The phrase ‘To get a good job, get a good education' embodies a traditional set of American values. Throughout its history, this country has presented education as the key that unlocks the American dream. Today, thanks to mounting student debt, that dream is becoming a nightmare for many young people and their employers.

How bad is the problem? While the degree of debt varies among students, according to the Project on Student Debt, a comprehensive study conducted by the Institute for College Access and Success, students will on average owe $26,600 upon graduation; one percent of the graduating populace will owe more than $100,000 and one out of ten will be strapped with $40,000 or more in student loans. Per government figures, total accumulated student loan debt has hit an all-time high, surpassing $1.2 trillion.

This creates a “damned if I don’t, damned if I do” trap for young people. During hard times especially, they’re encouraged to turn to higher education to gain traction in the job market, yet a poor economy means they can less afford the large loans this requires. Worse, following graduation, sluggish growth means they are still frequently confined to low-paying jobs.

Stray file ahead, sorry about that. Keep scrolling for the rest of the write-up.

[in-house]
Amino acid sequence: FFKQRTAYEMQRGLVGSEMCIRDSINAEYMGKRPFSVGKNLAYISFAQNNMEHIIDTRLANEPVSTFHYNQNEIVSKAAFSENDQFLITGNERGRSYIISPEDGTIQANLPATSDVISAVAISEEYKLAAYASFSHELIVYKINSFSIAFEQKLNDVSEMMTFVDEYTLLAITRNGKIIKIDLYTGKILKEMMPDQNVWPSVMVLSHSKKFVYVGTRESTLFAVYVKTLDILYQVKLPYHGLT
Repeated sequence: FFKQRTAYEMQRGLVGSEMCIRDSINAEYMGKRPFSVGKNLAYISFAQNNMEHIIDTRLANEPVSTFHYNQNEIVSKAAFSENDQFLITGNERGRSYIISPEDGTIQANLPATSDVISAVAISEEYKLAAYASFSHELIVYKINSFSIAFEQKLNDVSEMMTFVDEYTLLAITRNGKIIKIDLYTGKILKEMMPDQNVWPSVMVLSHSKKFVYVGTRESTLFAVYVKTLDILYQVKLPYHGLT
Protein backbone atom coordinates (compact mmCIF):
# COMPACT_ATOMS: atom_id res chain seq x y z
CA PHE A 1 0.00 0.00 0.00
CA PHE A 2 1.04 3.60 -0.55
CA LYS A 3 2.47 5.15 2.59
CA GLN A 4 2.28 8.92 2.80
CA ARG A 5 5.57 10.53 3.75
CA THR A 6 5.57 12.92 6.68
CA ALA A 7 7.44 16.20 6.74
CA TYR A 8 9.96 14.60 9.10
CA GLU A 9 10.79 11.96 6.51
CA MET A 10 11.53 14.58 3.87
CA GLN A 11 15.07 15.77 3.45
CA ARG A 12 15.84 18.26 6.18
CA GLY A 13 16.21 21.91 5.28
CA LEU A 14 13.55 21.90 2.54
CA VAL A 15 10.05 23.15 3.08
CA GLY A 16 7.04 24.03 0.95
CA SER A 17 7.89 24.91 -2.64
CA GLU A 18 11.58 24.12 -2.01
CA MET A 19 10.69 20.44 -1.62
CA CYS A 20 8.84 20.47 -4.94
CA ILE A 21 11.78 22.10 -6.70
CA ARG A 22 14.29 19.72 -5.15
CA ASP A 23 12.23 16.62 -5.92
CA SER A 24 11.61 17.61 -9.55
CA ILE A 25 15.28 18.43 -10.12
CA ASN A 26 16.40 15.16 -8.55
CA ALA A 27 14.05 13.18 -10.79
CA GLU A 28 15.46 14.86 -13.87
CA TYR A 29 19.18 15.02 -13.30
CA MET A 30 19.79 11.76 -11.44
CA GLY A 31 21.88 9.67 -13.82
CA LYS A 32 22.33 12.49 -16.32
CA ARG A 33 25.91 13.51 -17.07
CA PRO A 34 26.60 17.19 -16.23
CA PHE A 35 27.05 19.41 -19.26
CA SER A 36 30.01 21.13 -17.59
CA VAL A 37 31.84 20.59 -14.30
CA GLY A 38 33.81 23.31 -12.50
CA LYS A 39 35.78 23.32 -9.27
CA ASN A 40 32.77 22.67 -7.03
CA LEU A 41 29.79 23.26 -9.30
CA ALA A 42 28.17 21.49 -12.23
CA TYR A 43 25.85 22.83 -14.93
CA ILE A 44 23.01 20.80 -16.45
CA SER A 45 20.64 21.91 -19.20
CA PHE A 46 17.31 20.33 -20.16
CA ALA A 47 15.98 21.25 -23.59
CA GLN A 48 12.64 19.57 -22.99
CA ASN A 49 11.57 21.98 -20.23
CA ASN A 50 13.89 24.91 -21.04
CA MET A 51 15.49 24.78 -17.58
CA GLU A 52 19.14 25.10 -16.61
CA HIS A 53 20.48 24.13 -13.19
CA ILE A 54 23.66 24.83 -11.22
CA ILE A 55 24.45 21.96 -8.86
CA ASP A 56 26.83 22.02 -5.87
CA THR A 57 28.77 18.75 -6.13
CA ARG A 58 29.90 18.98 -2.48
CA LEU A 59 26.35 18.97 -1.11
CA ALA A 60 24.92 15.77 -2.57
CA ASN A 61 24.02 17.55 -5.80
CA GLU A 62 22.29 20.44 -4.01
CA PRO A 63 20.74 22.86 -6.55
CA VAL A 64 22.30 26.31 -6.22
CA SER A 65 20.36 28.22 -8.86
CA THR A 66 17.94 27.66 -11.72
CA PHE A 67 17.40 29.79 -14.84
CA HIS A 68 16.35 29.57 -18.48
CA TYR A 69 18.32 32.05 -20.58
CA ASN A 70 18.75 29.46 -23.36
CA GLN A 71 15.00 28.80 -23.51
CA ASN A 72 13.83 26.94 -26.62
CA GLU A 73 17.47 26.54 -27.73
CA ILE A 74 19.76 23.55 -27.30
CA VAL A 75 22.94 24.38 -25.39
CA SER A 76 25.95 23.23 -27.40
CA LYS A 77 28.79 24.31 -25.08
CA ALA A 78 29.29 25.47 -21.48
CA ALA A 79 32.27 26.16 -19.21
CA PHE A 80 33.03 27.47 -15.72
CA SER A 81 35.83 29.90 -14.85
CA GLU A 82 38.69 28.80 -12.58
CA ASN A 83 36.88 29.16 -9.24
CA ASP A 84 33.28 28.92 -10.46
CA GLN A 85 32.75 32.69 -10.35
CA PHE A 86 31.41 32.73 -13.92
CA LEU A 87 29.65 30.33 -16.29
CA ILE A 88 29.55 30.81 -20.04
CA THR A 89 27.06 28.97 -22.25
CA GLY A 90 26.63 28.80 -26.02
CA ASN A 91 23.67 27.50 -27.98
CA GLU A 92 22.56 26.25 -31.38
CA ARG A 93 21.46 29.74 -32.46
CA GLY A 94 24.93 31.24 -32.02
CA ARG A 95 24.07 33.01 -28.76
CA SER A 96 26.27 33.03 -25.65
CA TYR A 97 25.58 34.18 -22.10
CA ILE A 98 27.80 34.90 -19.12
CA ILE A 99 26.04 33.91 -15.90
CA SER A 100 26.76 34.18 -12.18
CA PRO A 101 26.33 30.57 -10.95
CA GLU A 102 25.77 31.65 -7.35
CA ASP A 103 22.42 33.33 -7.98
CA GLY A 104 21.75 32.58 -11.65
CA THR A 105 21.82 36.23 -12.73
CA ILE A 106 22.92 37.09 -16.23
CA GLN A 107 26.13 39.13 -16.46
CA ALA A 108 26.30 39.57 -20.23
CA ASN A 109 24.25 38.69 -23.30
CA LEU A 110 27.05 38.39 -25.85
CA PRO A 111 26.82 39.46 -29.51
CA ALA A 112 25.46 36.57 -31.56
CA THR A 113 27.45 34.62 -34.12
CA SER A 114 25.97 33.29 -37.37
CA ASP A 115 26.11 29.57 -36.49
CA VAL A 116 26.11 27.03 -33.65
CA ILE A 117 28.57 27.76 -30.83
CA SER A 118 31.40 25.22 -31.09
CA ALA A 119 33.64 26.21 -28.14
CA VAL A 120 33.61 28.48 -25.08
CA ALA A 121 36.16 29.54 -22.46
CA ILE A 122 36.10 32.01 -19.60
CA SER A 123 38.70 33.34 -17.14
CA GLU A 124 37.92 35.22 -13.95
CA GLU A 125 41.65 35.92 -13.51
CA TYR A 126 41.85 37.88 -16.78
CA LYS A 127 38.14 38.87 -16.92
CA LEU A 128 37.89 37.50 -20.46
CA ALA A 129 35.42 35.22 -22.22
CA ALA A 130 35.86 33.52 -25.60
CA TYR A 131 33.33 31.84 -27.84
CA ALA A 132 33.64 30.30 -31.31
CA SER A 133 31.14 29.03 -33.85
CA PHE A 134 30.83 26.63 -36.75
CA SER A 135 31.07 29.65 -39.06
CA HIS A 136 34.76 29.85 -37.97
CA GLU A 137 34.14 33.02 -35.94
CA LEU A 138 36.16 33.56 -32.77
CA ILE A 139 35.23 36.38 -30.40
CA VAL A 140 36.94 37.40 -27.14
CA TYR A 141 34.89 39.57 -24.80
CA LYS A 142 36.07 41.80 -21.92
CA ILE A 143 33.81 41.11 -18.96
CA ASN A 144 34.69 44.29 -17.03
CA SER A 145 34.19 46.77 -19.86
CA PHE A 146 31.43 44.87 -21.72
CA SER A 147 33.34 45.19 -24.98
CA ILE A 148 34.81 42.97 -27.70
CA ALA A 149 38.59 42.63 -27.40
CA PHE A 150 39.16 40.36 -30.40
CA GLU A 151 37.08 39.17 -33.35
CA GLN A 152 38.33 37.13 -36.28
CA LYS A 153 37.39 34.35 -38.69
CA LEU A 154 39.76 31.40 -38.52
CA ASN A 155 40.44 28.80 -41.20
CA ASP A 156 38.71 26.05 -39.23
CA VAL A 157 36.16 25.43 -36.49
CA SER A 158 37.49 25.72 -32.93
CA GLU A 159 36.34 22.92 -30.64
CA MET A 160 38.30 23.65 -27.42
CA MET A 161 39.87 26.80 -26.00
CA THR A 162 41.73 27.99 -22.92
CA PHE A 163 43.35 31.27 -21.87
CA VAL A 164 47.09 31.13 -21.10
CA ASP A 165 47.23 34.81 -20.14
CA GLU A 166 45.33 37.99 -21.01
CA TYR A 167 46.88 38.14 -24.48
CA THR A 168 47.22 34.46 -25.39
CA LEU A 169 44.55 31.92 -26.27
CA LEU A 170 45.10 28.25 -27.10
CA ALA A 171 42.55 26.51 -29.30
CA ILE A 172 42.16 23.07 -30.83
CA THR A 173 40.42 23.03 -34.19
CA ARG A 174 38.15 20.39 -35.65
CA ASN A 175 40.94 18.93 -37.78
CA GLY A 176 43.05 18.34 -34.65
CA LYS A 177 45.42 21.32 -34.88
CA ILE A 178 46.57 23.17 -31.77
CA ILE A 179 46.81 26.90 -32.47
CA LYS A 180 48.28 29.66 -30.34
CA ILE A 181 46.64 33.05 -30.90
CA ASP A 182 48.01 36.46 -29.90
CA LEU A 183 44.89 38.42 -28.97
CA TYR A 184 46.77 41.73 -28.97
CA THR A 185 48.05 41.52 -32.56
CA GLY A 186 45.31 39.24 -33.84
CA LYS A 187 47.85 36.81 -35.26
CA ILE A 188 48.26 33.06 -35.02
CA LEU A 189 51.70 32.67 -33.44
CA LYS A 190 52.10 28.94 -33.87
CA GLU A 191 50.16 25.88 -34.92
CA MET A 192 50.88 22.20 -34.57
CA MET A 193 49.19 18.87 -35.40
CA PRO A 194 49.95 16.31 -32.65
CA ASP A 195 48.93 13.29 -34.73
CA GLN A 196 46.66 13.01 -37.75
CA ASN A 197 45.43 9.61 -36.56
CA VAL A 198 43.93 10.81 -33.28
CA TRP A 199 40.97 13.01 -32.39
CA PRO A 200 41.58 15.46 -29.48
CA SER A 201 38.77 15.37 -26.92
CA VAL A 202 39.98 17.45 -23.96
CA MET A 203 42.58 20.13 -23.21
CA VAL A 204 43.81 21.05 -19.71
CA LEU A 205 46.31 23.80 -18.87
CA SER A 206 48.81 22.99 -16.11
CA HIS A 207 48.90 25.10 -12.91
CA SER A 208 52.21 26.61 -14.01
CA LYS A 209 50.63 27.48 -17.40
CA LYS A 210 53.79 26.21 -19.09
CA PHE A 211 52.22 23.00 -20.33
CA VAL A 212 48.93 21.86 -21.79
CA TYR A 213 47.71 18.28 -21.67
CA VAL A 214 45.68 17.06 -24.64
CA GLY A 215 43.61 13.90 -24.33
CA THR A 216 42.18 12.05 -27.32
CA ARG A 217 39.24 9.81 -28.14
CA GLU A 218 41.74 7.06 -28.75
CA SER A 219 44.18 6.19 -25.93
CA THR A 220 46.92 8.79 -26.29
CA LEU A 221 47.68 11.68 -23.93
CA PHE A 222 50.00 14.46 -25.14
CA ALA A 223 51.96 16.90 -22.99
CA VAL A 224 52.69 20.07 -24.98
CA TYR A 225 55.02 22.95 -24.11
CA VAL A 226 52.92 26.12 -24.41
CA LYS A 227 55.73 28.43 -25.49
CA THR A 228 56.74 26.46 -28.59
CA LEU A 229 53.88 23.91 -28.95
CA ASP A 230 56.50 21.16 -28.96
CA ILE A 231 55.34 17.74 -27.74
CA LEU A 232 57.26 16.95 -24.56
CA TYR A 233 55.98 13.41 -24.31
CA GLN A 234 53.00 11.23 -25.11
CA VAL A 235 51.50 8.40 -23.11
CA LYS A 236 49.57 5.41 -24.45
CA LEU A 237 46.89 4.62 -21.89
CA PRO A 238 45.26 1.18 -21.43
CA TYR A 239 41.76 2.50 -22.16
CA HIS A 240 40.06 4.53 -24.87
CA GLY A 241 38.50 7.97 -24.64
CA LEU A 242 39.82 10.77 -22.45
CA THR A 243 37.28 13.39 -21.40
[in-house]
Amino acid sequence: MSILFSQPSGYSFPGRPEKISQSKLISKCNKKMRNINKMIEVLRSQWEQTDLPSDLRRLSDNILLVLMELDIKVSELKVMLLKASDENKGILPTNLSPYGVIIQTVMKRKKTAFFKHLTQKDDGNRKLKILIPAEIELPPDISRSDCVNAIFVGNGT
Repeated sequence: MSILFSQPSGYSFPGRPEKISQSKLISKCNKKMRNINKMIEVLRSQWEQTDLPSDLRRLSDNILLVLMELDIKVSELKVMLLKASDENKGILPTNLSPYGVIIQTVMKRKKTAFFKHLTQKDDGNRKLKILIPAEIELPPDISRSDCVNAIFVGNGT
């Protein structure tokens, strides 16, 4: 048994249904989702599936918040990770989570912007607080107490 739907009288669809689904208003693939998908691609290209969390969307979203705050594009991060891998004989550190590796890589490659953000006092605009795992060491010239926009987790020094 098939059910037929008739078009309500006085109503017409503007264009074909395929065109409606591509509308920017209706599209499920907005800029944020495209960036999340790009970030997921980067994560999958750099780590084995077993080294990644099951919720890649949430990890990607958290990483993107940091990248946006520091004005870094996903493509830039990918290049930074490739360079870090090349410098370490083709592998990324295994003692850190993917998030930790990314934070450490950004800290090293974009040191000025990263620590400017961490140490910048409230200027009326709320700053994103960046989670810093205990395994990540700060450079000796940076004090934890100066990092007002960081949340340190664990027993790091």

No matter what job they land, financial stress can significantly affect their performance. The burden of college loans, combined with the newly added responsibilities of paying rent and purchasing basic necessities, can carry on for years. Inadequate pay combined with a widespread dearth of financial literacy causes debts to pile up, affecting workers well into their 30s and beyond. As the pressures mount, employees of all stripes are inevitably distracted from their job responsibilities.

Hence our refusal as a society to address the affordability of higher education has become a huge drag on workplace productivity.

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Mark Singer

Mark Singer

Singer, CFP, is the author of three books, a frequent public speaker and the creator of The Financial Literacy Toolbox.